It has long been common practice to make shaft seals with synthetic elastomeric sealing lips. While much success has been experienced in developing elastomers resistant to lubricating mediums, such materials possess other characteristics falling short of the optimum norms desired. For example, available oil resistant elastomers have long service life if operating against a film of oil,
but a very short life if the running contact is with a shaft free of oil. Moreover, the friction loss, even when the lip carries a film of lubricant, is far higher than desired. This is not only means a needless power loss due solely to the high friction coefficient of the sealing lip material, but the heat generated thereby seriously afiects the service life of the lip. And of course, both of these disadvantages are greatly aggravated by the absence of the lubricating film.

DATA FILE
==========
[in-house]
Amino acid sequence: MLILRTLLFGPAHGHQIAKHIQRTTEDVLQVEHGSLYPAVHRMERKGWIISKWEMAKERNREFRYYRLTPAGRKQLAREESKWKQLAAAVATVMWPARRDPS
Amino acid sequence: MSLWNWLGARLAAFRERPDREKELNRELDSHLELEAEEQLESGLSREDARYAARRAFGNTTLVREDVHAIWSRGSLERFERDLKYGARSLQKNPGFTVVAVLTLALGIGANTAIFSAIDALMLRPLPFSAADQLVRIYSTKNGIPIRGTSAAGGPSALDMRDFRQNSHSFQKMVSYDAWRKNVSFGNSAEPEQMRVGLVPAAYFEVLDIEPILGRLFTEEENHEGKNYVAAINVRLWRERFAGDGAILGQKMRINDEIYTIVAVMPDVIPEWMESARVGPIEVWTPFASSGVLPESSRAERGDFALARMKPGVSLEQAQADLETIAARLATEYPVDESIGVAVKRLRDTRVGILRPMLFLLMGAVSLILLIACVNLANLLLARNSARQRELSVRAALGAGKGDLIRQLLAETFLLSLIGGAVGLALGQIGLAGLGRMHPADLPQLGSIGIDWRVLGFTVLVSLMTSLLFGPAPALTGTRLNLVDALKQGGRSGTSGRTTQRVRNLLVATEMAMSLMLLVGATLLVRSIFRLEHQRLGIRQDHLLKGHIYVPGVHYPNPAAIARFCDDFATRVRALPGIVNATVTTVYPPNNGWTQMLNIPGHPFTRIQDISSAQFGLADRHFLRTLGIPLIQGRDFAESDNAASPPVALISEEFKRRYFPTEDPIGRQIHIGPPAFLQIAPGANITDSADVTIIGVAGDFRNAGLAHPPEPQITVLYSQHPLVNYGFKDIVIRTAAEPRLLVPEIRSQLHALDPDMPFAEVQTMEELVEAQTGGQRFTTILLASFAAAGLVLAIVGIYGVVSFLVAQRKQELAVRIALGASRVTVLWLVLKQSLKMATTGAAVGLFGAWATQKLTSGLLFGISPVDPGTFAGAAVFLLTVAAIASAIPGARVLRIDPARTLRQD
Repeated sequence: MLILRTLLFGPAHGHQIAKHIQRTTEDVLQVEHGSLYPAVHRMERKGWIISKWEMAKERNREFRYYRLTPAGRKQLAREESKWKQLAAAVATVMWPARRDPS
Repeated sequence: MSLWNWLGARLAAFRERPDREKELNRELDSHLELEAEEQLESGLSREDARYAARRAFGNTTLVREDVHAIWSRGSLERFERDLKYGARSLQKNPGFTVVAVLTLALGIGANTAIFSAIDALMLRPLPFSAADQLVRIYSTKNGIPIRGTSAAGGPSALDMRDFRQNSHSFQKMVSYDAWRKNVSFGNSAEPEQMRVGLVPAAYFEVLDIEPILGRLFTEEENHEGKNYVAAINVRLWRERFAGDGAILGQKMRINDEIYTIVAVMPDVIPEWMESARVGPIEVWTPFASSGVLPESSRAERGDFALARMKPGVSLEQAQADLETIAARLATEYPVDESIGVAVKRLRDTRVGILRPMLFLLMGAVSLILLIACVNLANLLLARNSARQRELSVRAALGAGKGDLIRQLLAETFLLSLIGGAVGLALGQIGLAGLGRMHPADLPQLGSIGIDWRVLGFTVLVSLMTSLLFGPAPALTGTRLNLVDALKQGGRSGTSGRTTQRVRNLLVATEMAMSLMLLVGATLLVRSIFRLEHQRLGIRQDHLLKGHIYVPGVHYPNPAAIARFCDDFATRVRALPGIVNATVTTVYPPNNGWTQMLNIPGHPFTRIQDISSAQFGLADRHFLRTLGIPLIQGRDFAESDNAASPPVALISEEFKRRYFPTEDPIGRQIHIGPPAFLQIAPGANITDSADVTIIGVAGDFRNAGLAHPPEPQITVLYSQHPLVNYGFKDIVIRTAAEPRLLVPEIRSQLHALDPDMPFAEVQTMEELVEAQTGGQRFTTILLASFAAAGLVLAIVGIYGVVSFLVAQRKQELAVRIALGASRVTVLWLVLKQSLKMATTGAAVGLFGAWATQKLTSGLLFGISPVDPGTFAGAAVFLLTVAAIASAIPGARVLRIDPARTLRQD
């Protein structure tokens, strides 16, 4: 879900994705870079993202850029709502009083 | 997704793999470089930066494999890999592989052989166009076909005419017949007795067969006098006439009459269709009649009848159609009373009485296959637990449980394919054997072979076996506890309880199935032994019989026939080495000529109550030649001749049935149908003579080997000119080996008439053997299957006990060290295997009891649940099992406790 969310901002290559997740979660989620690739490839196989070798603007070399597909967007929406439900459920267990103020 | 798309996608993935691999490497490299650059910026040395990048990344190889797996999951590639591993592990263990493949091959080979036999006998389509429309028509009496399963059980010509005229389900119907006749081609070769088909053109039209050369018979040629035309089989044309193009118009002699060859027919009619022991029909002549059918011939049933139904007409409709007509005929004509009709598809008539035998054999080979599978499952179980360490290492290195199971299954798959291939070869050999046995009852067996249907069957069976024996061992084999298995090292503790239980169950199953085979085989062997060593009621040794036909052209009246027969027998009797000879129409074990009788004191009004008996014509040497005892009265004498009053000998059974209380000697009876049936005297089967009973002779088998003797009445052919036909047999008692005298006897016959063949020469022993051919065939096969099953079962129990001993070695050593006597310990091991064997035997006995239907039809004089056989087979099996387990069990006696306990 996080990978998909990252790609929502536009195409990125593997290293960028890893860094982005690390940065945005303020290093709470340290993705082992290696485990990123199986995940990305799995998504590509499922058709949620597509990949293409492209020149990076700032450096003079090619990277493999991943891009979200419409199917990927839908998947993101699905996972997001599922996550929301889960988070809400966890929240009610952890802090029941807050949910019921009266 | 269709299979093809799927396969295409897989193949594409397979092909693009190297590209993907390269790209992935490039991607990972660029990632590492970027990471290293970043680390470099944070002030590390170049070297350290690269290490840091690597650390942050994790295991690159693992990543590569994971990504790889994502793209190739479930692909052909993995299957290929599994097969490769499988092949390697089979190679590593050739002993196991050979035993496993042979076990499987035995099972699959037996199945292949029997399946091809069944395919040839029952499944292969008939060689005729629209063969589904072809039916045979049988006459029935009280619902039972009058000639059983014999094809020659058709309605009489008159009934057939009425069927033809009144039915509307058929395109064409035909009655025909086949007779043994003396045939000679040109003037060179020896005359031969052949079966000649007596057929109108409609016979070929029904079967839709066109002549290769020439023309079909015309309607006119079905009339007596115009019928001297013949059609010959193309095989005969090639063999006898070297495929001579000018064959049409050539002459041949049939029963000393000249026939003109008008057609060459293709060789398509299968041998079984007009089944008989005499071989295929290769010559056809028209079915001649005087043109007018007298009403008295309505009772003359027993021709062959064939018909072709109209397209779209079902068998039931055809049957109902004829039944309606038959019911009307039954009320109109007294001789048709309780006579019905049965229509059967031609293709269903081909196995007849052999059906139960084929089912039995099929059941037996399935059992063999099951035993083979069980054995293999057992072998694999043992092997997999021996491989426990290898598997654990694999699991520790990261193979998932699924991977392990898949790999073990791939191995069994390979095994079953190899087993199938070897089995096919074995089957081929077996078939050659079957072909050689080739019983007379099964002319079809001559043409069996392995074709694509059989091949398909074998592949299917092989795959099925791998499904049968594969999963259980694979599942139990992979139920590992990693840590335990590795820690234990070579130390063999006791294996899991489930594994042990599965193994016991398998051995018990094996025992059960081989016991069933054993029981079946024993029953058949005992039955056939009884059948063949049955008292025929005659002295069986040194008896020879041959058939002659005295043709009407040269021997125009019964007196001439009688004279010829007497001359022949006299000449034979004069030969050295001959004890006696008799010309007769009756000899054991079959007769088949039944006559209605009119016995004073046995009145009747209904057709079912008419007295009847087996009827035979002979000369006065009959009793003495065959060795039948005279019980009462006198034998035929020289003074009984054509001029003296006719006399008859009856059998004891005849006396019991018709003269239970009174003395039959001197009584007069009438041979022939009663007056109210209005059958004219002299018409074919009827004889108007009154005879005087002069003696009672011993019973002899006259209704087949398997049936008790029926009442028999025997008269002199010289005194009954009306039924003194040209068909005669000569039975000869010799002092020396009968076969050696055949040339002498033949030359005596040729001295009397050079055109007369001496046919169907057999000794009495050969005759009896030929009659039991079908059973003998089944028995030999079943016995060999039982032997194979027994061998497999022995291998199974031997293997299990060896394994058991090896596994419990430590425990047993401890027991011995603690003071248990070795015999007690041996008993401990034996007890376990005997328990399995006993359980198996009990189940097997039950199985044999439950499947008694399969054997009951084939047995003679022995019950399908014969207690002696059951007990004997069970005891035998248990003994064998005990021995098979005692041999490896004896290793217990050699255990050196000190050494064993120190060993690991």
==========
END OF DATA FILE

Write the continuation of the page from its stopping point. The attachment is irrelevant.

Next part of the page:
' Still another disadvantage of present synthetic sealing lip materials is their susceptibiilty to attack by many substances often encountered in seal applications. Such substances include chemicals such as sulfur, chlorine, and acid derivatives of products of combustion all of which are commonly encountered in seal applications. Elas, tomers are also highly vulnerable to ozone which causes fissures and cracks in the surface indicative of the active deterioration taking place and providing passages through which the lubricant bleeds.